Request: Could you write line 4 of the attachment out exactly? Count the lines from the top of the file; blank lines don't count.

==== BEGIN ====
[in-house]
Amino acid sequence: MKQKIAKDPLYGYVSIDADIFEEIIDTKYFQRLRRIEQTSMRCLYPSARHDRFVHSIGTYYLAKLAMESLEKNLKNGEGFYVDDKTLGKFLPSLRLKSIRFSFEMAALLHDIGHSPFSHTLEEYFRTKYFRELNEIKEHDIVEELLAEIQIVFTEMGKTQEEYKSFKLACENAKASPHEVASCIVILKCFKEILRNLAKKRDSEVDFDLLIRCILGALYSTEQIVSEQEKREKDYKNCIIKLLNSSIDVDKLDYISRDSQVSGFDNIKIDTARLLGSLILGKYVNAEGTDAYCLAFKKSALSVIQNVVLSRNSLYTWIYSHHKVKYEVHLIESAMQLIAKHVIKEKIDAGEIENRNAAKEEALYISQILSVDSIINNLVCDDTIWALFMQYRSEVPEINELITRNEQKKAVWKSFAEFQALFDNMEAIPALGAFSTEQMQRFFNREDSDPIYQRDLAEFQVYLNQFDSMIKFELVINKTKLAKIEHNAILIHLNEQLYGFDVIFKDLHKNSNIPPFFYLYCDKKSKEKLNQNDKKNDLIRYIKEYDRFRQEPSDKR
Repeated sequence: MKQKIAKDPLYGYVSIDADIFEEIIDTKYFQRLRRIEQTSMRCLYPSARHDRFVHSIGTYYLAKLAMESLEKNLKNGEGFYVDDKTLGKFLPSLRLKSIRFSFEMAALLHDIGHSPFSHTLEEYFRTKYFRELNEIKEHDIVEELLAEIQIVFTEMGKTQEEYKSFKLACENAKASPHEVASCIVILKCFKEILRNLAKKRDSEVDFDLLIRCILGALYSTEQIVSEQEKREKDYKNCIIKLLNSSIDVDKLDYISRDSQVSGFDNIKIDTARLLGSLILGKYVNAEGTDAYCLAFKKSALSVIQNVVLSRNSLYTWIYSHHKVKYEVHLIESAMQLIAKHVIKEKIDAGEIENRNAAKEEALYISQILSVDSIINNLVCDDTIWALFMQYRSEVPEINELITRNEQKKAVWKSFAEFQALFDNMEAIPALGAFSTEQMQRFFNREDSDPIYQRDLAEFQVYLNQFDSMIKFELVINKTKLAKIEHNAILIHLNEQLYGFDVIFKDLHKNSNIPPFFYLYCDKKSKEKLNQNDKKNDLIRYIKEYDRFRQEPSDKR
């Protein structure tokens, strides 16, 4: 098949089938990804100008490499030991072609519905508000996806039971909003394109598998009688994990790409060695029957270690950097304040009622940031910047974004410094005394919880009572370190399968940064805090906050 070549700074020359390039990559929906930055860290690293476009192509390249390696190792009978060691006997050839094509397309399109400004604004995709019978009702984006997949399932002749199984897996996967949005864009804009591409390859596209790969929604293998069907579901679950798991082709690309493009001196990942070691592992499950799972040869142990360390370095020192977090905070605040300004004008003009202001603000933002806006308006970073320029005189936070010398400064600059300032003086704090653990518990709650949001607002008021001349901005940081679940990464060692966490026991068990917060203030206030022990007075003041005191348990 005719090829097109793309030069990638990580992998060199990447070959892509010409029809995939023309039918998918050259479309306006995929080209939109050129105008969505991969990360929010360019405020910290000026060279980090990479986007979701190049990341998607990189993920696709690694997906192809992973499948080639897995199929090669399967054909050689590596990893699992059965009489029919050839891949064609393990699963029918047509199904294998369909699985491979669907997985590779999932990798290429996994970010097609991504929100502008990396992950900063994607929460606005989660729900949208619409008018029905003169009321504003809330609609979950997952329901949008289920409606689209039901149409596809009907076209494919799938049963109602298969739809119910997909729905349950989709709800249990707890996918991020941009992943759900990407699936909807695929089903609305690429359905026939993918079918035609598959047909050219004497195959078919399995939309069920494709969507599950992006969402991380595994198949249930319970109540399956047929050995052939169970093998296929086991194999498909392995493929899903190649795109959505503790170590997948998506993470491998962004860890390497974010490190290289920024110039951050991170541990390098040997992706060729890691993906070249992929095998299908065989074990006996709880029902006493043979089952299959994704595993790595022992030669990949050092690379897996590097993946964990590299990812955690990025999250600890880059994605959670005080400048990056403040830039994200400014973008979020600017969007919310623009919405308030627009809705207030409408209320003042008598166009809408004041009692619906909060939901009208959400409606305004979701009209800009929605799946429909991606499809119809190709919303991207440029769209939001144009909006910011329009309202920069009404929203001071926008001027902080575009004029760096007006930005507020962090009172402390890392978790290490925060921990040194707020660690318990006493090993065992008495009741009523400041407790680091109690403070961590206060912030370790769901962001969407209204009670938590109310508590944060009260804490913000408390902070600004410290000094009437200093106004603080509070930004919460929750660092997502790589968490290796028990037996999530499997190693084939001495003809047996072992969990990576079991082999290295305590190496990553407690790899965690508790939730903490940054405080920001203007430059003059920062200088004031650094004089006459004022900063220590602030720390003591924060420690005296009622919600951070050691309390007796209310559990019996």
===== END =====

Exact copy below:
């Protein structure tokens, strides 16, 4: 098949089938990804100008490499030991072609519905508000996806039971909003394109598998009688994990790409060695029957270690950097304040009622940031910047974004410094005394919880009572370190399968940064805090906050 070549700074020359390039990559929906930055860290690293476009192509390249390696190792009978060691006997050839094509397309399109400004604004995709019978009702984006997949399932002749199984897996996967949005864009804009591409390859596209790969929604293998069907579901679950798991082709690309493009001196990942070691592992499950799972040869142990360390370095020192977090905070605040300004004008003009202001603000933002806006308006970073320029005189936070010398400064600059300032003086704090653990518990709650949001607002008021001349901005940081679940990464060692966490026991068990917060203030206030022990007075003041005191348990 005719090829097109793309030069990638990580992998060199990447070959892509010409029809995939023309039918998918050259479309306006995929080209939109050129105008969505991969990360929010360019405020910290000026060279980090990479986007979701190049990341998607990189993920696709690694997906192809992973499948080639897995199929090669399967054909050689590596990893699992059965009489029919050839891949064609393990699963029918047509199904294998369909699985491979669907997985590779999932990798290429996994970010097609991504929100502008990396992950900063994607929460606005989660729900949208619409008018029905003169009321504003809330609609979950997952329901949008289920409606689209039901149409596809009907076209494919799938049963109602298969739809119910997909729905349950989709709800249990707890996918991020941009992943759900990407699936909807695929089903609305690429359905026939993918079918035609598959047909050219004497195959078919399995939309069920494709969507599950992006969402991380595994198949249930319970109540399956047929050995052939169970093998296929086991194999498909392995493929899903190649795109959505503790170590997948998506993470491998962004860890390497974010490190290289920024110039951050991170541990390098040997992706060729890691993906070249992929095998299908065989074990006996709880029902006493043979089952299959994704595993790595022992030669990949050092690379897996590097993946964990590299990812955690990025999250600890880059994605959670005080400048990056403040830039994200400014973008979020600017969007919310623009919405308030627009809705207030409408209320003042008598166009809408004041009692619906909060939901009208959400409606305004979701009209800009929605799946429909991606499809119809190709919303991207440029769209939001144009909006910011329009309202920069009404929203001071926008001027902080575009004029760096007006930005507020962090009172402390890392978790290490925060921990040194707020660690318990006493090993065992008495009741009523400041407790680091109690403070961590206060912030370790769901962001969407209204009670938590109310508590944060009260804490913000408390902070600004410290000094009437200093106004603080509070930004919460929750660092997502790589968490290796028990037996999530499997190693084939001495003809047996072992969990990576079991082999290295305590190496990553407690790899965690508790939730903490940054405080920001203007430059003059920062200088004031650094004089006459004022900063220590602030720390003591924060420690005296009622919600951070050691309390007796209310559990019996």